When you think of preventing forest fires, chances are Smokey the Bear comes to mind. Smokey Bear has been the face of America’s forest fire policies, policies that haven’t changed in nearly a century. But has the Smokey the Bear campaign failed us?
In recent years rising temperatures and drought combined with a buildup of forest tender and overgrowth has led to massive wildfires that are on average more than five times larger than the fires we saw throughout the 1970s. For the better part of a century America’s fire policies have focused on fire suppression, which combined with drought and little active management have led to more megafires.
Our dependence on outdated fire policies have had multiple unintended consequences. Not only are wildfires burning bigger and hotter than ever, but they’re costing more than ever to fight. In August the U.S. Forest Service ran out of money to fight forest fires (for the seventh time since 2002). The shortfall forced administrators to remove money from other programs including wildfire prevention.
This creates a vicious cycle. Money dedicated to thinning and land management gets reallocated to fire fighting efforts. In turn, with less effort concentrated on reducing the risk of wildfires, more severe wildfires break out across the United States, once again overburdening suppression efforts and requiring administrators to tap related budgets and divert funds to suppression efforts. Season after season the cycle repeats itself. As soon as the coffers are replenished the money goes right back out the door.
To combat wildfires in the next century we need to shift our views on wildfire management policy. We need to change how we look at wildfires from a basic level. Some experts suggest that wildfires be treated like other natural disasters and that an emergency fund be created to help fund fire suppression efforts. Budgets can then be allocated and maintained for the purpose of preventing fires in the first place. Management practices like thinning and removing overburden and dead and decaying material can help make our forest floors more fire resistant. Controlled burns can help promote all around healthier forests.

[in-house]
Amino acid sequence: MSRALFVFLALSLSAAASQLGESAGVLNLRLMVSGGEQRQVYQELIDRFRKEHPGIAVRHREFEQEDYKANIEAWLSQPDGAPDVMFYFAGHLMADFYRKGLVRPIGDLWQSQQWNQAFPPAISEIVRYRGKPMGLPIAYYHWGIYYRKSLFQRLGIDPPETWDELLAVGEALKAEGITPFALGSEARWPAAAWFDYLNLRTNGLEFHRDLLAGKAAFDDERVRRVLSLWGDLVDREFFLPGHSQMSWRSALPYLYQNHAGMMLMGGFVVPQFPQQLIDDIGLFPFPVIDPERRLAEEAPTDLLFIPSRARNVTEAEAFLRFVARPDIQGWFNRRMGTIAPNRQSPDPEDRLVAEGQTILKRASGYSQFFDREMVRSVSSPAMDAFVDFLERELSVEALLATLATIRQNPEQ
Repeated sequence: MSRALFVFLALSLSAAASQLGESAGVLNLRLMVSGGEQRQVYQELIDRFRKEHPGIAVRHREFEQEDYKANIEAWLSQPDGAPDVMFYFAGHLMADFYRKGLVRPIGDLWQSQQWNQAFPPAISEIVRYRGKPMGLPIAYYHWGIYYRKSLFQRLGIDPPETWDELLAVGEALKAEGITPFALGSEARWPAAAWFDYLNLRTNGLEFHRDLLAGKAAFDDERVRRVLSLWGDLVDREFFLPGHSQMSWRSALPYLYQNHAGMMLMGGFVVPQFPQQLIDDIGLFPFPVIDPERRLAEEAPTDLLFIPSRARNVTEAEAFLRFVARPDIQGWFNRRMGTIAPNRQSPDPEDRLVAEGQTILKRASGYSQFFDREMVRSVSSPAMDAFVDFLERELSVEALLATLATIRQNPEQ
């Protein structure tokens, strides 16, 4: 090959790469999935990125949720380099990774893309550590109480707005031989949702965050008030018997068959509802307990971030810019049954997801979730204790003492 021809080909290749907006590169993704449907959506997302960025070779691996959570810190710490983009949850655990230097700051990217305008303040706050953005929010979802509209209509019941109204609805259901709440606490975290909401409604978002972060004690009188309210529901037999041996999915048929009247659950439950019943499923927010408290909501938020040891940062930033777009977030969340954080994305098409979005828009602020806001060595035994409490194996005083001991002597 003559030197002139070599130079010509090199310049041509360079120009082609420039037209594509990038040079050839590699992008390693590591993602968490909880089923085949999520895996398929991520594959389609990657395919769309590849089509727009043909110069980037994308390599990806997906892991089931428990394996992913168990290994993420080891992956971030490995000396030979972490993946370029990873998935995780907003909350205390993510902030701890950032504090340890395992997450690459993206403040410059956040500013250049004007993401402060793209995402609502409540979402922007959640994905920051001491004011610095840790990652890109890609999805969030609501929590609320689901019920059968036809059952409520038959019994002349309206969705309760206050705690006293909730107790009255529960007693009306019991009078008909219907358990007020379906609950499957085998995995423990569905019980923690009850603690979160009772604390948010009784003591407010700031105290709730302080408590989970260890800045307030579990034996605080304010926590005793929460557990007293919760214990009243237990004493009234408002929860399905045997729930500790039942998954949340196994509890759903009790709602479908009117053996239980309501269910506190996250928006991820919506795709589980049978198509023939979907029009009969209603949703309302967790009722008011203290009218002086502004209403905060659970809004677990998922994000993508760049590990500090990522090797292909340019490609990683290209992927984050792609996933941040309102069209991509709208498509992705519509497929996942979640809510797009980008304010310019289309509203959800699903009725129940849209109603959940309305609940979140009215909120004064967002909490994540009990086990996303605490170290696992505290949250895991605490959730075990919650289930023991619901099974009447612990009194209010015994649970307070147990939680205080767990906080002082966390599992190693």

Second stewardship contracts are another area that can help improve forest health and ease the financial burden of land management. According to the government Forests and Rangelands website, “Stewardship contracting can produce desirable results including improving forest health and providing benefits to rural communities. Among other things, stewardship contracting allows forest products to be exchanged for ecological restoration services, which may include thinning and removing brush.” Stewardship contracting allows private organizations or businesses to do the necessary thinning and remove small trees and undergrowth and as partial payment, stewardship contractors are able to keep part of what they remove.
These are examples of long term strategies for combating wildfire. It’s time we look past our current policies and focus on efforts to help improve the health and financial viability of our forests for the future. Current policies no longer cut it. It’s time we take a proactive approach to fighting wildfires.